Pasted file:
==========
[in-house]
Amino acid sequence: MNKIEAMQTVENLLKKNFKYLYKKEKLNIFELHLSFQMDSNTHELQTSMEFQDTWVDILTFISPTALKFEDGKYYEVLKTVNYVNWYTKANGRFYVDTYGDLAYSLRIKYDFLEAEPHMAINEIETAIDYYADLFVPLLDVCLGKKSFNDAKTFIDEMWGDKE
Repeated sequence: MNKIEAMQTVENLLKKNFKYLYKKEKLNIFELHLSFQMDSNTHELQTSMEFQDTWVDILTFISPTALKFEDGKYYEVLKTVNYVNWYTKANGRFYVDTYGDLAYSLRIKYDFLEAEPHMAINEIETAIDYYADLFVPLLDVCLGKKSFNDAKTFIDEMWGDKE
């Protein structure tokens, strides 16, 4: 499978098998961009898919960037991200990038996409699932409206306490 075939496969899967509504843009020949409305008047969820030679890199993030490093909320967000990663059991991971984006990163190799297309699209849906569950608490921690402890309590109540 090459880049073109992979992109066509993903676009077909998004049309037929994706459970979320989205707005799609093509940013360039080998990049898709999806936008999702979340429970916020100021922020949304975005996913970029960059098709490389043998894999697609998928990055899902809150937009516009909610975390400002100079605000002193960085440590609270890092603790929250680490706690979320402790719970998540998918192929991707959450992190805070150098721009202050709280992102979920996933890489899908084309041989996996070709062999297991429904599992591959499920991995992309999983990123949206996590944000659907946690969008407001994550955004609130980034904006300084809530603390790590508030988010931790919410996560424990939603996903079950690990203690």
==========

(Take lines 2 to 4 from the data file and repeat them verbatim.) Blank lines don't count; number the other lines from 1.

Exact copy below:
Amino acid sequence: MNKIEAMQTVENLLKKNFKYLYKKEKLNIFELHLSFQMDSNTHELQTSMEFQDTWVDILTFISPTALKFEDGKYYEVLKTVNYVNWYTKANGRFYVDTYGDLAYSLRIKYDFLEAEPHMAINEIETAIDYYADLFVPLLDVCLGKKSFNDAKTFIDEMWGDKE
Repeated sequence: MNKIEAMQTVENLLKKNFKYLYKKEKLNIFELHLSFQMDSNTHELQTSMEFQDTWVDILTFISPTALKFEDGKYYEVLKTVNYVNWYTKANGRFYVDTYGDLAYSLRIKYDFLEAEPHMAINEIETAIDYYADLFVPLLDVCLGKKSFNDAKTFIDEMWGDKE
């Protein structure tokens, strides 16, 4: 499978098998961009898919960037991200990038996409699932409206306490 075939496969899967509504843009020949409305008047969820030679890199993030490093909320967000990663059991991971984006990163190799297309699209849906569950608490921690402890309590109540 090459880049073109992979992109066509993903676009077909998004049309037929994706459970979320989205707005799609093509940013360039080998990049898709999806936008999702979340429970916020100021922020949304975005996913970029960059098709490389043998894999697609998928990055899902809150937009516009909610975390400002100079605000002193960085440590609270890092603790929250680490706690979320402790719970998540998918192929991707959450992190805070150098721009202050709280992102979920996933890489899908084309041989996996070709062999297991429904599992591959499920991995992309999983990123949206996590944000659907946690969008407001994550955004609130980034904006300084809530603390790590508030988010931790919410996560424990939603996903079950690990203690």